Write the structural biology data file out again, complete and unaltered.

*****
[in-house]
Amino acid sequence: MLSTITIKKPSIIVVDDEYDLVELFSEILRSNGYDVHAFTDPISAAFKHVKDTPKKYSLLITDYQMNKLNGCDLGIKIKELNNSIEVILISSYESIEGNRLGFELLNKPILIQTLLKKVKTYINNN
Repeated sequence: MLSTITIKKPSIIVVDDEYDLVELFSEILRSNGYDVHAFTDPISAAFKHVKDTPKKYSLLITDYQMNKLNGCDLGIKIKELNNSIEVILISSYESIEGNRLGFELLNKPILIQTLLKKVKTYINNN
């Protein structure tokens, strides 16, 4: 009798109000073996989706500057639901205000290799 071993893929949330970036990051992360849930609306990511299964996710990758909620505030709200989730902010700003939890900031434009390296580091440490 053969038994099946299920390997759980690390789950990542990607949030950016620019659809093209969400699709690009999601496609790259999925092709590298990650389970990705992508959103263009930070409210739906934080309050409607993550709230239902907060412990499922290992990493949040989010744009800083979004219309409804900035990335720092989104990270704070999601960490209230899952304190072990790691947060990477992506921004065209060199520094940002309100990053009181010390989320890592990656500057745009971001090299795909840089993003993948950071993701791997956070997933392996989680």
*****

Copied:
[in-house]
Amino acid sequence: MLSTITIKKPSIIVVDDEYDLVELFSEILRSNGYDVHAFTDPISAAFKHVKDTPKKYSLLITDYQMNKLNGCDLGIKIKELNNSIEVILISSYESIEGNRLGFELLNKPILIQTLLKKVKTYINNN
Repeated sequence: MLSTITIKKPSIIVVDDEYDLVELFSEILRSNGYDVHAFTDPISAAFKHVKDTPKKYSLLITDYQMNKLNGCDLGIKIKELNNSIEVILISSYESIEGNRLGFELLNKPILIQTLLKKVKTYINNN
């Protein structure tokens, strides 16, 4: 009798109000073996989706500057639901205000290799 071993893929949330970036990051992360849930609306990511299964996710990758909620505030709200989730902010700003939890900031434009390296580091440490 053969038994099946299920390997759980690390789950990542990607949030950016620019659809093209969400699709690009999601496609790259999925092709590298990650389970990705992508959103263009930070409210739906934080309050409607993550709230239902907060412990499922290992990493949040989010744009800083979004219309409804900035990335720092989104990270704070999601960490209230899952304190072990790691947060990477992506921004065209060199520094940002309100990053009181010390989320890592990656500057745009971001090299795909840089993003993948950071993701791997956070997933392996989680």